The states, if they fail to reach a negotiated agreement, must resort to the dispute settlement provisions of UNCLOS. It is noteworthy that the UNCLOS sets out a mechanism for mandatory dispute settlement. Part XV sets out the dispute settlement provisions. The parties can choose from a number of options to have their dispute on the interpretation and application of UNCLOS decided. These include taking a claim to the International Tribunal for the Law of the Sea (ITLOS), the ICJ or an arbitral tribunal constituted in accordance with Annex VII. To date, disputes relating to delimitation matters have either been brought before the ICJ in The Hague or dealt with by arbitration as in the Eritrea/Yemen case (www.pca-cpa.org). ITLOS has not yet had to determine any delimitation cases nor have there been any final decisions made by an arbitral tribunal set up under Annex VII.

Joint development agreements

Thus, although ultimately states need to delimit their maritime boundaries either through diplomatic agreement or (failing that) through international dispute resolution, these processes can be slow and difficult. Thus, particularly in recent years, states have increasingly turned to a consensual model for energy exchange Autumn 2002 9 energy exchange Autumn 2002 8 joint exploitation of disputed areas. This process has gathered pace as a result of two developments, one legal and one practical. The legal development was the recognition under UNCLOS of the potential for 200 mile Exclusive Economic Zones. The practical development has been the dramatic improvements in sub-sea bed exploration and drilling technology. These have made viable oil exploration projects in parts of the sea-bed which were formerly inaccessible. There is nothing new about the technique of a joint development agreement. Indeed, early examples in the Gulf date from the 1950’s and 1960’s. But the scale and pace of conclusion of new treaties has been much more pronounced in the last 20 years.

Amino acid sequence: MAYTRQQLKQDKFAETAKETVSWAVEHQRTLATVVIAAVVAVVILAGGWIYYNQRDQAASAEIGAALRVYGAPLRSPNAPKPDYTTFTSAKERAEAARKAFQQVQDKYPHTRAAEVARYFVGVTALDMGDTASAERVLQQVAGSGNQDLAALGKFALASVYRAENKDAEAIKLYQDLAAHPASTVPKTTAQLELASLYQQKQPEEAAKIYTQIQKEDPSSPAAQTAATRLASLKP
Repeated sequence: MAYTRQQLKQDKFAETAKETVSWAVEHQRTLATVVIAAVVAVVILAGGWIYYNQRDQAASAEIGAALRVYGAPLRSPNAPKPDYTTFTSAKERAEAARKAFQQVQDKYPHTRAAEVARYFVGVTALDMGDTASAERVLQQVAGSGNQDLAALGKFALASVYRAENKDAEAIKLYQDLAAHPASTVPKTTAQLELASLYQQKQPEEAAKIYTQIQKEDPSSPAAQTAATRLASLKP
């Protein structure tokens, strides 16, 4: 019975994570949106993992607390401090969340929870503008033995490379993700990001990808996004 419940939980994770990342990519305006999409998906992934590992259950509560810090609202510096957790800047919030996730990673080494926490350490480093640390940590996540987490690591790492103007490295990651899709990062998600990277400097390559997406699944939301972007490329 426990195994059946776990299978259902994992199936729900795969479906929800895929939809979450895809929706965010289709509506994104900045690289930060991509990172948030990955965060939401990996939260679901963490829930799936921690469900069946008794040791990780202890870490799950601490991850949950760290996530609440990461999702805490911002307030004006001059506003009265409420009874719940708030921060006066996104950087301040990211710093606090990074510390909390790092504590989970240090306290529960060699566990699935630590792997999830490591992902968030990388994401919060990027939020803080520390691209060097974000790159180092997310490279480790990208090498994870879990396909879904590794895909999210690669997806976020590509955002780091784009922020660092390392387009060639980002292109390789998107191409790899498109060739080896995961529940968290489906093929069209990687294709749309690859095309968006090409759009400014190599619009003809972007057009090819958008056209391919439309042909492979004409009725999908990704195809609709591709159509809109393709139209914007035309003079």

Timor Gap agreement

One of the most sophisticated and comprehensive joint development regimes ever negotiated is the treaty between Australia and Indonesia relating to what is known as the ‘Timor Gap’, which was concluded in 1989 (www.austlii.edu.au/au/other/dfat/treaties/19 91/9.htm). It related to an area between the former Indonesian Province of East Timor and Northern Australia. The two countries were keen to enter into the agreement because the sovereign rights over the Timor Gap had not been determined in earlier treaties. By doing so the state parties were able to bypass the question of having to agree a definitive delimitation of the continental shelf between the countries and instead allowed them to exploit the petroleum resources in the area.